Here’s How ‘Rovers’ on Driverless MRT Trains Keep the Train Network Smoothly Operated!

Interior of an Alstom Metropolis C830C train for the Circle Line (CCL)

If you are a frequent commuter on the driverless train network, you might have noticed that even though these trains are fully automatic and *driver* less, there is still an MRT staff on board.

These MRT staff are known as ‘Rovers’. Here’s how they keep you safe and the network smoothly operated!


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First Things First – Rovers?

A Rover MRT staff on board a Circle Line (CCL) train

A Rover MRT staff on board a Circle Line (CCL) train. (Photo: Baey Yam Keng/Facebook)

‘Rovers’ are known as roving staff deployed on the ground to MRT trains on driverless train lines.

In Singapore, we currently have four driverless MRT lines which are capable of fully automatic and unattended train operations; the North East Line (NEL), the Circle Line (CCL), the Downtown Line (DTL) and the newest Thomson-East Coast Line (TEL).


What Do Rovers Do?

Rover MRT staff communicating on her communication device

Rover MRT staff communicating on her walkie-talkie. (Photo: Baey Yam Keng/Facebook)

Rovers are an all-rounded, multi-functional MRT staff.

Not only do they ensure that passengers are safe on board, they also keep the Operations Control Centre (OCC) updated on any unusual situations that may prevent a smooth journey. Likewise, OCC may inform Rovers on board trains to intervene and manoeuvre the trains manually if needed.

Rovers also routinely lookout for any equipment defects on board, and they can also be seen to keep OCC regularly informed on the driverless train’s condition, as observed during the regular occurrence of ‘routine system test’ announcement.


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I Need Assistance On Board, What Should I Do?

Rover MRT staff checking the Emergency Detrainment Door on a Driverless MRT train.

Rover MRT staff checking the Emergency Detrainment Door on a Driverless MRT train. (Photo: Baey Yam Keng/Facebook)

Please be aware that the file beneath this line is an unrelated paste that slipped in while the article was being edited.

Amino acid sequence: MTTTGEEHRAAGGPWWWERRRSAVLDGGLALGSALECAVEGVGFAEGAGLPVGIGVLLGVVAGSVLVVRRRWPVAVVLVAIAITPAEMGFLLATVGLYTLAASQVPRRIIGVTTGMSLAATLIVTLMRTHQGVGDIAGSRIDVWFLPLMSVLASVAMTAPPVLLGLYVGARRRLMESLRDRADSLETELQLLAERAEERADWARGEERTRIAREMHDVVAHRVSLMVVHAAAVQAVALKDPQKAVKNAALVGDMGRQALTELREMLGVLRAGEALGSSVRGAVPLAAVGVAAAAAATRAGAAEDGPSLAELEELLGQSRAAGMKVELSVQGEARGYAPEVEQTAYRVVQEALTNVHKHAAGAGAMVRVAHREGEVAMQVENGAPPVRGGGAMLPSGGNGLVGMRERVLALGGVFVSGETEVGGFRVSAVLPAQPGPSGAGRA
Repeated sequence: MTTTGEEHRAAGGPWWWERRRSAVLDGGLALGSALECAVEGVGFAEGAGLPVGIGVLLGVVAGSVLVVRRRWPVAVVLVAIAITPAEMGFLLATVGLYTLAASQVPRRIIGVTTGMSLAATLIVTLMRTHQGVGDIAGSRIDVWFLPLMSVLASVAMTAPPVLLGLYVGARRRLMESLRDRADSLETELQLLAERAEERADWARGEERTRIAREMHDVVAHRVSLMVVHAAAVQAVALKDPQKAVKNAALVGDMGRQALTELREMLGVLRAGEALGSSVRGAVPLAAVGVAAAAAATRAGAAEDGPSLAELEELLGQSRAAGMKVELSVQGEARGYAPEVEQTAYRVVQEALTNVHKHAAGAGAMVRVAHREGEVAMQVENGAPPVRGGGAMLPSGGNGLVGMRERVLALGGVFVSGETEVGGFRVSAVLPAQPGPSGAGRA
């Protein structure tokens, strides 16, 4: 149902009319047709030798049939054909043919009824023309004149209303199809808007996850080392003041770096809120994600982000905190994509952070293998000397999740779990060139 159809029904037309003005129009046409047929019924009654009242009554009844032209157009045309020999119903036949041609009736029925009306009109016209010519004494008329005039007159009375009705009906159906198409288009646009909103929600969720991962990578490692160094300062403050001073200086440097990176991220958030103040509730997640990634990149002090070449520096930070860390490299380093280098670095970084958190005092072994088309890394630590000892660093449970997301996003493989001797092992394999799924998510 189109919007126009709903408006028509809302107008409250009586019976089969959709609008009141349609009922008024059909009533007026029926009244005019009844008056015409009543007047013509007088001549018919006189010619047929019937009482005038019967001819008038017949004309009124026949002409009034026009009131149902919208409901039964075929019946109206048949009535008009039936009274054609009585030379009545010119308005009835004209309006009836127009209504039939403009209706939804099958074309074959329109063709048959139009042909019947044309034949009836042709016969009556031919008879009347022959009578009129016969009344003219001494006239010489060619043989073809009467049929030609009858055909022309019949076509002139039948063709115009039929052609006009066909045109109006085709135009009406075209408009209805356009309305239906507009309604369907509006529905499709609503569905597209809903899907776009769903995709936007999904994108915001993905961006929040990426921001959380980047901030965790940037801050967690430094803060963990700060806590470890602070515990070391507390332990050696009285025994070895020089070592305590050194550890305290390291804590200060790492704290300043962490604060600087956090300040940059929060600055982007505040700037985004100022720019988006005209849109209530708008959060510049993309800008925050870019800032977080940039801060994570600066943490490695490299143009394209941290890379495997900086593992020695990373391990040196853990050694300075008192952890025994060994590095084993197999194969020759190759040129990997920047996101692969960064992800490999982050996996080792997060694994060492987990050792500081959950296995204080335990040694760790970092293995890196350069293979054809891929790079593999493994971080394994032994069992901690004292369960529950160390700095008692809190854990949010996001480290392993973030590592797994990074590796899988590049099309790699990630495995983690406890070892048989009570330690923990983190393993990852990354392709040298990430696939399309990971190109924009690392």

In a dire situation, we urge that you should not hesitate to activate the Emergency Communication Button, located at the side of the train doors.

If you encounter a train cabin with faulty air-conditioning, you may highlight and specify the train cabin number to the Rover on board.

The Rover will work together with the OCC to solidify a solution which ensures that passengers are kept safe and comfortable during their journey.


Related Links
During a train disruption – SGTrains
North East Line – SGTrains
Circle Line – SGTrains
Downtown Line – SGTrains
Thomson-East Coast Line – SGTrains

External Links
“#DidYouKnow that even on our newer driverless trains, there are MRT staff on board?” – Baey Yam Keng/Facebook
“While our newer trains may be driverless, MRT staff known as ‘rovers’ can be seen on board to ensure a safe and smooth journey for commuters by keeping the Operations Control Centre updated of any unusual situation. 🚇” – Ministry of Transport, Singapore/Facebook
“Meet Irrawarini Binte Latif, one of our ‘rovers’ for the Circle Line. 🚇” – SMRT/Facebook

Photos adapted from Baey Yam Keng/Facebook


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Loh

I'm a train enthusiast who is broadly interested in the different means of technology which powers Singapore's train network.